# Calculating the net force exerted on an electron

1. Apr 4, 2014

### need_aca_help

1. The problem statement, all variables and given/known data
Given two particles with Q = 2.30 µC charges as shown in the figure below and a particle with charge q = 1.38X10-18 C at the origin, answer the following. (Note: Assume a reference level of potential V = 0 at r = ∞.)

(a) What is the net force exerted by the two 2.30 µC charges on the test charge q?
(b) What is the electric field at the origin due to the two 2.30 µC particles?
(c) What is the electrical potential at the origin due to the two 2.30 µC particles?

2. Relevant equations

F = (keQQ) / r2
E = kQ / r2

3. The attempt at a solution

F = (9X109)(2.3X10-6)(1.38X10-18) / 0.82
F = 4.4634X10-14

4.46X10-14 N? No way... it can't be that small...

What am I doing wrong...?

Last edited: Apr 4, 2014
2. Apr 4, 2014

### BOYLANATOR

We can't see the figure. You seem to have only found the force on q from one of the Q particles rather than the two of them.

Try using F = ma on with your answer to see what kind of acceleration the electron would have.

3. Apr 4, 2014

### need_aca_help

The mass of the electron hasn't been provided...

Also I've added the image from the question

4. Apr 4, 2014

### BOYLANATOR

It is freely available on the internet and has a value of around 9.11 x 10-31 kg.

I should say that the test charge q is not an electron in this case so my last comment probably wasn't the clearest.

Nonetheless you can see that a 10-14N force on a 10-31kg particle produces a huge acceleration. So the electric force is actually very strong.

5. Apr 4, 2014

### need_aca_help

Unfortunately 4.46X10^-14 is not the right answer...

6. Apr 4, 2014

### BOYLANATOR

OK now I can see the picture. As I said before you have only worked out the force on q from one of the charges Q. What about the other?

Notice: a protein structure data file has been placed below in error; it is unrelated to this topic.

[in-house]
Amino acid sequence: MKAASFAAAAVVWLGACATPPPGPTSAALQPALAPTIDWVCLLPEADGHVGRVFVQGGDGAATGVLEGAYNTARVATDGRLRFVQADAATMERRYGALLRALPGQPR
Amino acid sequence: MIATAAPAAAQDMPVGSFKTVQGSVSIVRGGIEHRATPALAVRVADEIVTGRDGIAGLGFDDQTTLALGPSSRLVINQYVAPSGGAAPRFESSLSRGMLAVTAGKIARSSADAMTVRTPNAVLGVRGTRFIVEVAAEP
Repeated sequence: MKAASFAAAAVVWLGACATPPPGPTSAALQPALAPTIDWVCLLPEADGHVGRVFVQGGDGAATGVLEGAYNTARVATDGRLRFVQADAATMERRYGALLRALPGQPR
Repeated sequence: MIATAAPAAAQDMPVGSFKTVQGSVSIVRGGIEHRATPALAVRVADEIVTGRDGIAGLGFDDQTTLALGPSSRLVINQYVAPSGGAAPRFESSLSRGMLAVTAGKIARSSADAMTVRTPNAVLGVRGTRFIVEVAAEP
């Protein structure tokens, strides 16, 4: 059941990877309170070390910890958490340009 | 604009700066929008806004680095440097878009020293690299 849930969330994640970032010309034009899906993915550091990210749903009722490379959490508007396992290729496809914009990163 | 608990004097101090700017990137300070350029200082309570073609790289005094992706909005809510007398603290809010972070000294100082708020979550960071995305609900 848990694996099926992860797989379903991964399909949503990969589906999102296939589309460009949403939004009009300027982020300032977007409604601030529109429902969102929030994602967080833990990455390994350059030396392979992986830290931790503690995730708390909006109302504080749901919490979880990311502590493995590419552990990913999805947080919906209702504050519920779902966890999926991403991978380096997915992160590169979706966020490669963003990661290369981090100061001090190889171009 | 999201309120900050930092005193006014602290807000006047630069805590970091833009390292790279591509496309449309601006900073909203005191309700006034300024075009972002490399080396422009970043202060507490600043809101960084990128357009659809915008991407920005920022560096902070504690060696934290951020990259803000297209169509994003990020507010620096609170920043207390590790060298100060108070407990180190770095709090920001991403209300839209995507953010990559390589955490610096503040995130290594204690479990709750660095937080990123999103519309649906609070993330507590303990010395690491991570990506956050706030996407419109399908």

7. Apr 4, 2014

### need_aca_help

I'm not sure how to do it...

Just based on the diagram I'm assuming the charge on the center will not move since the forces are balanced.

8. Apr 4, 2014

### BOYLANATOR

Correct. You could say:

Fq = FQ1 + FQ2

So you could calculate each of the forces separately and then add then together. Hopefully the result should be 0.

9. Apr 5, 2014

### need_aca_help

Is the electric field strength and the electric potential also going to be zero?

10. Apr 5, 2014

### BOYLANATOR

Well, is it?

11. Apr 5, 2014

### need_aca_help

Using E = F / r2 I get zero when I add them up since for the distance I have to use negative for one of the charge.

For electrical potential V = kq / r, I also get zero if I add them of since one of the distance is negative.

12. Apr 5, 2014

### BOYLANATOR

One of those equations should have a direction and one shouldn't.

13. Apr 5, 2014

### need_aca_help

My guess is that electric field strength has a direction?

14. Apr 5, 2014

### BOYLANATOR

Yes. It is really described by a vector equation and the potential is a scalar.

15. Apr 5, 2014

### need_aca_help

Yes electric field has a direction and a magnitude... But its not helping me understand what is going on...

Could you please explain it little further?

16. Apr 5, 2014

### BOYLANATOR

Sure. The electric field caused by Q1 is going in one direction and the electric field from Q2 is going in the other. At the mid-point they cancel and the electric field at q is 0. The potential at point q caused by Q1 is just a number. The potential from Q2 will be the same number (note the r on the bottom of the equation is a magnitude, it doesn't change sign). So the potentials add rather than cancel.

17. Apr 5, 2014

### need_aca_help

VT = 2(kQ / r) = 2(20700 / 0.8) = 2(25875) = 51750

51750 V

Is it right?

Edit: Nope its wrong...

Last edited: Apr 5, 2014